Judith Gray joined the staff of the American Folklife Center in 1983 with a goal in mind: she wanted to work on the Federal Cylinder Project. The Folklife Center launched the project four years earlier to preserve early field recordings of the sung and spoken traditions of Native American communities. Ethnographers had made the recordings on wax cylinders—the recording medium of the day—in the late 19th and early 20th centuries. The Library houses the country’s largest collection of these recordings.
Beyond preservation, the Federal Cylinder Project has also made copies of recordings available to tribal archives. Some recordings document traditions that had disappeared from communities, or that existed only in the memories of elders. But in some cases, the recordings also confirm the continuity of traditions—contemporary people have recognized songs a century old as being part of their unique heritage.
Gray’s passion for the project arose from her academic training: she studied ethnomusicology at Wesleyan University with David McAllester, a pioneer in the field and an expert in Navajo musical traditions.
Today, she heads references services for the Folklife Center and continues to work with the Federal Cylinder Project recordings. Last fall, she received the prestigious Honored One Award from the Association of Tribal Archives, Libraries and Museums for her support of Native American communities and cultural institutions.
Here Gray answers a few questions about the Federal Cylinder Project.
What motivated ethnographers at the turn of the 20th century to document Native American cultural traditions?
Partly, they were continuing an established practice. From their earliest arrivals in the Americas, Europeans who encountered Native Americans often documented what they perceived of tribal communities, practices, rituals and material culture, sending that information back to their sponsors, sometimes to further specific goals. So, for example, the Jesuit priests who lived in indigenous communities along the St. Lawrence River in the mid-1600s gathered information on languages and kinship structure, the better to translate the Bible and hymns into Native languages and to convert people to Christianity.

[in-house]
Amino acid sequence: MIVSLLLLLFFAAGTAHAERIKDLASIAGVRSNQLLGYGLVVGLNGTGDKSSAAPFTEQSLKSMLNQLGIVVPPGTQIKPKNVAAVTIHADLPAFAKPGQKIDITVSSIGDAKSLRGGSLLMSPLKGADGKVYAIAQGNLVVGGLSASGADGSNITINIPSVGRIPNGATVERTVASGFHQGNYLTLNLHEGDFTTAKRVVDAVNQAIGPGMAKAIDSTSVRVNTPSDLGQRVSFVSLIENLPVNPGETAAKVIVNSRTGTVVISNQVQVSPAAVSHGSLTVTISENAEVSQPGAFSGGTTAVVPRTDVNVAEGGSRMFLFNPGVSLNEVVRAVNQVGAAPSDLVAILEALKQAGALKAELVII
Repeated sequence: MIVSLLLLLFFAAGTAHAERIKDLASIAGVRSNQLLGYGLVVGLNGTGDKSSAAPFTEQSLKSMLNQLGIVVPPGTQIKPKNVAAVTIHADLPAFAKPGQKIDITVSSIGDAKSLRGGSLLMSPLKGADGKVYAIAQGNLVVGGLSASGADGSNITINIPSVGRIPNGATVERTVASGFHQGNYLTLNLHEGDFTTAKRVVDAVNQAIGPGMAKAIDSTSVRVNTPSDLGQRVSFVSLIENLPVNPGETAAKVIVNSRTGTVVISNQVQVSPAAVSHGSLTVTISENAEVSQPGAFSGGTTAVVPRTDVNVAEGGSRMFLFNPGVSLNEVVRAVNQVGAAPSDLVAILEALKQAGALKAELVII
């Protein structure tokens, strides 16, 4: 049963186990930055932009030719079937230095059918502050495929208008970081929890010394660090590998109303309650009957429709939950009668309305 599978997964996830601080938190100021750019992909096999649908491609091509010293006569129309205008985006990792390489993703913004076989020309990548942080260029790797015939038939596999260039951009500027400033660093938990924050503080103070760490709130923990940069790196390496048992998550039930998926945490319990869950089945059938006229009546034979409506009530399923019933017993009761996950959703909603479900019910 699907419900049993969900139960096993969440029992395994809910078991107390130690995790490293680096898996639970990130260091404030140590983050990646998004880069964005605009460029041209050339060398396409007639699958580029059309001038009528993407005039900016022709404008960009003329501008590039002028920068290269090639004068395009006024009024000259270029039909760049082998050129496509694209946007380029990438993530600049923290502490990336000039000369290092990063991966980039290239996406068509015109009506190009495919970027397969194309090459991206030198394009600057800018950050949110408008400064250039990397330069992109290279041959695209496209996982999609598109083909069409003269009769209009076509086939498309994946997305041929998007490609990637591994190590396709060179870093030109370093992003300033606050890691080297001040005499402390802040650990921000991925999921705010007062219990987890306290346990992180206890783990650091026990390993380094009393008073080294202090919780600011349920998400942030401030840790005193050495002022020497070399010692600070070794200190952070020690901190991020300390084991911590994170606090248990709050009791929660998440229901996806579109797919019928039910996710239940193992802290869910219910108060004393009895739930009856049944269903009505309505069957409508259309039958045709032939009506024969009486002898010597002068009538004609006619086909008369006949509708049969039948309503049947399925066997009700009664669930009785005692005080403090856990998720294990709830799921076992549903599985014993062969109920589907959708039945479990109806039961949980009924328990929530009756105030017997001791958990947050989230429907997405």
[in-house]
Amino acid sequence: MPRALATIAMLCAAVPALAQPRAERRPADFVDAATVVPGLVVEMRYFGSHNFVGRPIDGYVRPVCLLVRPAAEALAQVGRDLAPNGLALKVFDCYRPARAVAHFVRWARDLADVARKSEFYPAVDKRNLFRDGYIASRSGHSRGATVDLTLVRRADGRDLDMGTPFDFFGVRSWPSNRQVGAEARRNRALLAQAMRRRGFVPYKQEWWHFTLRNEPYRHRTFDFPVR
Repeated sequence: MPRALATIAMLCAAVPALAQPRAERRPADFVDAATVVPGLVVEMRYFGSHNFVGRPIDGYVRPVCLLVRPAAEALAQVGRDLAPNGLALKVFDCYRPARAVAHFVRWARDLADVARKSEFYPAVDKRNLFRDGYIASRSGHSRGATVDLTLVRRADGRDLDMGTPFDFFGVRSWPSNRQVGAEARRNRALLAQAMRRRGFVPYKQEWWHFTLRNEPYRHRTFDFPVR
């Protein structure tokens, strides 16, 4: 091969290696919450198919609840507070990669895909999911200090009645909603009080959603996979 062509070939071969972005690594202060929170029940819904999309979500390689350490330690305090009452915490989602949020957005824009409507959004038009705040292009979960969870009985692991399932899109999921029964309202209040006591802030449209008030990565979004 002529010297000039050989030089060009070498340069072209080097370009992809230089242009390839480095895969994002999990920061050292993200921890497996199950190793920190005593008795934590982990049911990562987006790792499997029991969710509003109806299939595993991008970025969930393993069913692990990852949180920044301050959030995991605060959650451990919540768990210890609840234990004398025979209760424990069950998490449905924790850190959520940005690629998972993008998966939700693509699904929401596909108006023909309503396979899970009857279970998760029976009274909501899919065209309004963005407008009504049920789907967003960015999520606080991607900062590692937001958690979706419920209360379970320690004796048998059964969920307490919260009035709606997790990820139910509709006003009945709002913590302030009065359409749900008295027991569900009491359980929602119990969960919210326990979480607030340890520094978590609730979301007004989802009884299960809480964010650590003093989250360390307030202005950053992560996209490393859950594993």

In the early 1800s, the new United States government operated trading posts in Indian country; correspondence between the agents, territorial governors, geographical surveyors and various government offices related not only to commerce but also to other affairs, documenting many aspects of Native life.
By the latter half of the 19th century, many Native people had been confined to reservations, many children were being sent to nontribal boarding schools and treaties were no longer being signed. Congressmen like Henry Dawes were speaking in terms of “civilizing” Native people by allotting tribal lands to individuals as private property—of turning “Indians into farmers.” Correspondingly, the general presumption among Euroamericans of that day was that traditional indigenous lifeways were disappearing. This “myth of the vanishing Indian” was definitely one impetus for much cultural documentation, including recordings made on wax cylinders.
How did the Library come to house the largest collection of these early field recordings in the U.S.?
In 1879, Congress created the Bureau of Ethnology within the Smithsonian Institution to house archival materials on tribal populations. It was renamed the Bureau of American Ethnology (BAE) in 1897 and soon became the home for much of the anthropological fieldwork of the late 19th and early 20th centuries, including much of the aural documentation on wax cylinders.